The unseen bias in Middle East reporting

Journalists defy common sense when they call Fatah 'moderate' and Netanyahu's administration 'hardline'.

In journalism, there are three types of statements: objective facts; obvious opinions; and a third, hazier category that can be called "judgment terms." This last category, which appears often (but not exclusively) in Middle East coverage, challenges both readers and reporters by testing the boundaries between fact and opinion.

Facts, of course, are the building blocks of news stories. Consider the following example of a factual sentence: "In August, Palestinian President Mahmoud Abbas convened his Fatah party in Bethlehem for a major policy conference." This straightforward statement explains who did what, when and where.

Opinions, on the other hand, are kept to their own section of the newspaper. If you read that the Bethlehem conference was "great" or "worthless," it's a sure sign you are reading the opinion pages and not the news section.

Which takes us to judgment terms. These are the assessments that, although found in news stories, can resemble opinion more than fact. What, for instance, is the difference between "security-minded" and "hawkish"? Where are the lines between "left-leaning," "left-wing" and "far left," or between "nationalist" and "ultra-nationalist"? What must a government believe before it is reasonable to dub it "hardline" or "moderate"? There are no universally accepted answers to these questions.

Such language is not only subjective, but also politically loaded. When used in reporting, it allows a journalist's personal views, rather than just the facts, to dramatically influence public understanding of a controversial topic like the Mideast conflict.

One especially prominent – and highly questionable – example of a judgment term is the habitual characterization of Mr. Abbas and his Fatah party as "moderate." Most major Western news organizations have used this description at one time or another. It is time for them to stop.

While there's no doubt that Fatah is, in a number of respects, more moderate than its main rival, the Islamist Hamas party, relative moderation is hardly the same as true moderation. After all, it isn't terribly difficult to be less extreme than Hamas.

At any rate, it was not Hamas that recently declared: "The Palestinian people's right to carry out armed struggle against the armed occupation will remain an inalienable right...." It was Fatah. At its recent Bethlehem conference, statements like this intermingled with contradictory declarations that Fatah has opted for peace, raising serious concerns about what the party sees as a legitimate way to pursue its aims.

And what are those aims? Although Fatah has declared its support of a two-state solution, Abbas and other Fatah leaders continue to insist that they do not, and will not, recognize Israel as the Jewish state.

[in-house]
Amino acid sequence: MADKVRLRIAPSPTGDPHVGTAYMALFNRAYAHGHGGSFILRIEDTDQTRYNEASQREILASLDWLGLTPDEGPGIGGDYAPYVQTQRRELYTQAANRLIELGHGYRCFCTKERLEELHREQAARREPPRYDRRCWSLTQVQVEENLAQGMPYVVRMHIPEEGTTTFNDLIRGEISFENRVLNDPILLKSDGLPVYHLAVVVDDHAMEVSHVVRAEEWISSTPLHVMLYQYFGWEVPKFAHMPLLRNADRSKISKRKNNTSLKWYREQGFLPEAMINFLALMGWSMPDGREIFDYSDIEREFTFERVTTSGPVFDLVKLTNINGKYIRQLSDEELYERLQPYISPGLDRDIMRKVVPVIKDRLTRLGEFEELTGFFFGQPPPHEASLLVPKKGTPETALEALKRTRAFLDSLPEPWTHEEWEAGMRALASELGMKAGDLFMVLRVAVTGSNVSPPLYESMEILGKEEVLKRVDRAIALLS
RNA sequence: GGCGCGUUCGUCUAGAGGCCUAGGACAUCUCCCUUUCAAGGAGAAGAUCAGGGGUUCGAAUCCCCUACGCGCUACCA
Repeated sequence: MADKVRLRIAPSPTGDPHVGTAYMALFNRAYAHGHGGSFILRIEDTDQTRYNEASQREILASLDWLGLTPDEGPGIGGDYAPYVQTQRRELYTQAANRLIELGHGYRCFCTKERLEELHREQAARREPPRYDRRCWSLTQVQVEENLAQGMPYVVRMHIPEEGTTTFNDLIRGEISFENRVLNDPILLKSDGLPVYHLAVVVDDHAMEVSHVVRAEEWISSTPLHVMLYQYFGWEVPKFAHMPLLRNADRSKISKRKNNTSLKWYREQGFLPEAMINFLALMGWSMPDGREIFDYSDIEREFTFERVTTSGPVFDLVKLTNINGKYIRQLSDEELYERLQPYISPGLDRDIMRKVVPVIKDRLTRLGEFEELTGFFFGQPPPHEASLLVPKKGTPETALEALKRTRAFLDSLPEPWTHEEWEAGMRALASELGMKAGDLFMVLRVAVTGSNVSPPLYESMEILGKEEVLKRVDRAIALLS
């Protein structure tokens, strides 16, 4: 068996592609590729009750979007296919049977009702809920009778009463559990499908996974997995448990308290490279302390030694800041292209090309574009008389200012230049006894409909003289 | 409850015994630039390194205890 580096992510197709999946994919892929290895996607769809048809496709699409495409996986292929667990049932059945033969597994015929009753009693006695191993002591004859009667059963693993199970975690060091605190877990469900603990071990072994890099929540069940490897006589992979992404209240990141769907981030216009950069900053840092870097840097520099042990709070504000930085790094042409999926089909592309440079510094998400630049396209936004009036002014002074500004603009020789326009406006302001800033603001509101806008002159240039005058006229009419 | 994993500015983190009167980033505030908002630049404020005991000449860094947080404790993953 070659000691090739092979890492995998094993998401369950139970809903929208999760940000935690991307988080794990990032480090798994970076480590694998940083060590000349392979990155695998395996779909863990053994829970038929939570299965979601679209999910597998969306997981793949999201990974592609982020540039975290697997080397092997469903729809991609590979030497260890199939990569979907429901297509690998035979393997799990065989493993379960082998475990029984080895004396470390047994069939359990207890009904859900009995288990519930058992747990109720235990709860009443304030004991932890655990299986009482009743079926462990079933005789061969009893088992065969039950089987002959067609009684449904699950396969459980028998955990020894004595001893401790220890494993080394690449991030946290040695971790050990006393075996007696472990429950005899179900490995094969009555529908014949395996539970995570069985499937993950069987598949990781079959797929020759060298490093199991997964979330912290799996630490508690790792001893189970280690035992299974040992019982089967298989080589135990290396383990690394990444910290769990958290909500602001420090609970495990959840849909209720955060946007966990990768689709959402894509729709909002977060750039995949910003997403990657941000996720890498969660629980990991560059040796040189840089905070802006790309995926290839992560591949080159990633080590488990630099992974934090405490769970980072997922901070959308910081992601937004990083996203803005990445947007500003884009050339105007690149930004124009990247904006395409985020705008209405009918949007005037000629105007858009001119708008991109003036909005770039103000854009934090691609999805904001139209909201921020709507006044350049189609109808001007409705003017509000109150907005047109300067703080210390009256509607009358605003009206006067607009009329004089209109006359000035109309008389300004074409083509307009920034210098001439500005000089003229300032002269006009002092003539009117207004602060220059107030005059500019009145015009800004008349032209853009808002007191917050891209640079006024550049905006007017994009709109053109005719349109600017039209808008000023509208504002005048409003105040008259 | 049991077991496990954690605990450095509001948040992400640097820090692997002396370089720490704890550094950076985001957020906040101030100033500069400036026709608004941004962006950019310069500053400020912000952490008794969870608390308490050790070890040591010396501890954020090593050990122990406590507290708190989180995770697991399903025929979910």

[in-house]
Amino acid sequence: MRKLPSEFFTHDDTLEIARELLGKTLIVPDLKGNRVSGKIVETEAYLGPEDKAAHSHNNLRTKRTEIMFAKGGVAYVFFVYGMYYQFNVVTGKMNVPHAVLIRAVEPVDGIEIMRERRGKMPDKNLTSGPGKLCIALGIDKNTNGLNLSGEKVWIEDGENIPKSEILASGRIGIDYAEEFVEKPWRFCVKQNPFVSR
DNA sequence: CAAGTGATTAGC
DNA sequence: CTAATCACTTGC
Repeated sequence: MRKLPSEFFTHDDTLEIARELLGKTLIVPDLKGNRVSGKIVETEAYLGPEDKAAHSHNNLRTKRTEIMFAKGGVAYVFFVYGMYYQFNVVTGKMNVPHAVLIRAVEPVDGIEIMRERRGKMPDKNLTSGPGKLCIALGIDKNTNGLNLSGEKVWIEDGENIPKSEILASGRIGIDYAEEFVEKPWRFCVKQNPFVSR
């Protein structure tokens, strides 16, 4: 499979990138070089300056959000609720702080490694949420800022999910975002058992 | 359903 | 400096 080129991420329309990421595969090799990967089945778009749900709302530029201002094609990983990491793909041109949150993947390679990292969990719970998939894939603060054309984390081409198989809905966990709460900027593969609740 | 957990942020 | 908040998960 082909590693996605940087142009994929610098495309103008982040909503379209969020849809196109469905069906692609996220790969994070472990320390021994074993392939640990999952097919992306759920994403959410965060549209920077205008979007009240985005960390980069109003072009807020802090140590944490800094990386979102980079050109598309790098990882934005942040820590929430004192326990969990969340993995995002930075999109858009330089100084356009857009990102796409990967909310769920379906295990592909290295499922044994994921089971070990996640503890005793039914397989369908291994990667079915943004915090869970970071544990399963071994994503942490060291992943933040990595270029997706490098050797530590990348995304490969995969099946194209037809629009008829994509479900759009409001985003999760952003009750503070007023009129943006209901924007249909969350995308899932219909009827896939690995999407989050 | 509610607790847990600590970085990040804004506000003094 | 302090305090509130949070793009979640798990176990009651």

This rejection of a state for the Jewish people, even while the same leaders demand a state for the Palestinians, leaves open the troubling possibility that at some future date Fatah leaders might opt to exercise their "inalienable right" to violently assault what they continue to discredit as an illegitimate state. And it put no one's mind at ease when, just after it legitimized armed struggle, Fatah explained that "the method, timing, and place of struggle" will be determined by such factors as the "balance of power" and "the people's ability to carry out revolution."

Add to this the conference's endorsement of the Al Aqsa Martyrs Brigade, which killed dozens of Israeli civilians during the wave of Palestinian violence that started in 2000, and its warm salute to the Palestinian terrorists responsible for a brutal 1978 massacre in Israel, and the glaring need to avoid describing Fatah as moderate becomes even more evident.

This is hardly the only instance of misuse of the term. Former Iranian president Akbar Hashemi Rafsanjani, for example, is often described in mainstream press accounts as a moderate despite the fact that he is wanted by Argentina in connection with the devastating bombing of a Buenos Aires Jewish community center that killed 85 people.

On the other end of the spectrum, terms like "hardline" and "hawkish," which frequently appear in news references to the Israeli government led by Prime Minister Benjamin Netanyahu, must also be questioned. Mr. Netanyahu's call for immediate negotiations without preconditions and acceptance of a Palestinian state that would not threaten Israel's security appear more conciliatory than many of Fatah's positions. There is, of course, room to argue about whether Netanyahu should nonetheless be considered hawkish. But news stories should not endorse one side of this debate.

There are ways around using this kind of language. For example, rather than labeling Hamas "extreme," a reporter could simply explain that the group is responsible for suicide bombings against civilians and is designated by the international community as a terrorist organization. Readers will come to the appropriate conclusion.

Still, it's easy to understand why a journalist, faced with deadline pressures and space constraints, would prefer to use quick and easy judgment terms. And sometimes they might be appropriate, unavoidable, or at least harmless. But clearly, they often are not.

Before using any judgment term, then, reporters should stop to consider whether their biases might be unduly influencing their word choice, and search for more objective and accurate descriptions.

Will journalists do this? The thoughtful ones will. And since others will not, judgment terms should be a red flag for readers trying to get the straight story from the Middle East and beyond.

Gilead Ini is a senior research analyst at the Committee for Accuracy in Middle East Reporting in America (CAMERA).

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